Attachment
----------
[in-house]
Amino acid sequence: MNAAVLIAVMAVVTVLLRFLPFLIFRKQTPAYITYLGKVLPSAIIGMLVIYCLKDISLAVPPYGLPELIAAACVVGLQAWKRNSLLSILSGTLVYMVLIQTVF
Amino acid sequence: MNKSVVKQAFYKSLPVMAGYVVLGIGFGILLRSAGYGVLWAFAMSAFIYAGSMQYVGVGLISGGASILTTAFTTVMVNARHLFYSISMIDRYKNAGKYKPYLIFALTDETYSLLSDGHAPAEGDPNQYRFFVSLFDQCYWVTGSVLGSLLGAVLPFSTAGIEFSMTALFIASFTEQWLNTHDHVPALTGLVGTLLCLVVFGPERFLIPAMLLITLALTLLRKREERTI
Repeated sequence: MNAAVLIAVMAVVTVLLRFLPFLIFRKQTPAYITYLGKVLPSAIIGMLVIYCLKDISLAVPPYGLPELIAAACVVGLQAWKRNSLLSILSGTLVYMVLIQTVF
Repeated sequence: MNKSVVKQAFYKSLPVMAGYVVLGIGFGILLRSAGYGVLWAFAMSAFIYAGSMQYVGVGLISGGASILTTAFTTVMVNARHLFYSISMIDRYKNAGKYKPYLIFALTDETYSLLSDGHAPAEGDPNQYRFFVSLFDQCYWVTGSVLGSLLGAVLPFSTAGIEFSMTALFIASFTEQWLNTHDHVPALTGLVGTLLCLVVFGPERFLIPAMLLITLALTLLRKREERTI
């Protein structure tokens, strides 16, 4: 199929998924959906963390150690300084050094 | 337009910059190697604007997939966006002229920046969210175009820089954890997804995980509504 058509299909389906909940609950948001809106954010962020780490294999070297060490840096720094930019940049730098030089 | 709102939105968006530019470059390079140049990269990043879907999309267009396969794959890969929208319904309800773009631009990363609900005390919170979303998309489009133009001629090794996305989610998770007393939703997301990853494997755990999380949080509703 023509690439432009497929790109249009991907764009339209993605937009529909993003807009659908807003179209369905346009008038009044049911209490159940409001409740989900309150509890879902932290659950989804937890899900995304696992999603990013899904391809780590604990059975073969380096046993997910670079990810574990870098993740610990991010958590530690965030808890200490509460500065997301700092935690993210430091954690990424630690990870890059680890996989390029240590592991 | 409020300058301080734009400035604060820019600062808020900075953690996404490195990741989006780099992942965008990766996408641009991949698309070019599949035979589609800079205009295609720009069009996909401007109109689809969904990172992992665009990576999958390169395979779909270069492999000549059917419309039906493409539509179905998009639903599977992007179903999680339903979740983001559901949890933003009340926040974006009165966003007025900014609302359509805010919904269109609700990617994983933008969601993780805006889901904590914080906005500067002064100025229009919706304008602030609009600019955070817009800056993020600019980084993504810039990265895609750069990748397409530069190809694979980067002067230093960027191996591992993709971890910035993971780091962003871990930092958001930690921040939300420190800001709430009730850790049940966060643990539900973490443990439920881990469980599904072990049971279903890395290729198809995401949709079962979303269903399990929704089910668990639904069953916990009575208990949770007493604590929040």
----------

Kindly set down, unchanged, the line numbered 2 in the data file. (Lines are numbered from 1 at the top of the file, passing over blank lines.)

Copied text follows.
Amino acid sequence: MNAAVLIAVMAVVTVLLRFLPFLIFRKQTPAYITYLGKVLPSAIIGMLVIYCLKDISLAVPPYGLPELIAAACVVGLQAWKRNSLLSILSGTLVYMVLIQTVF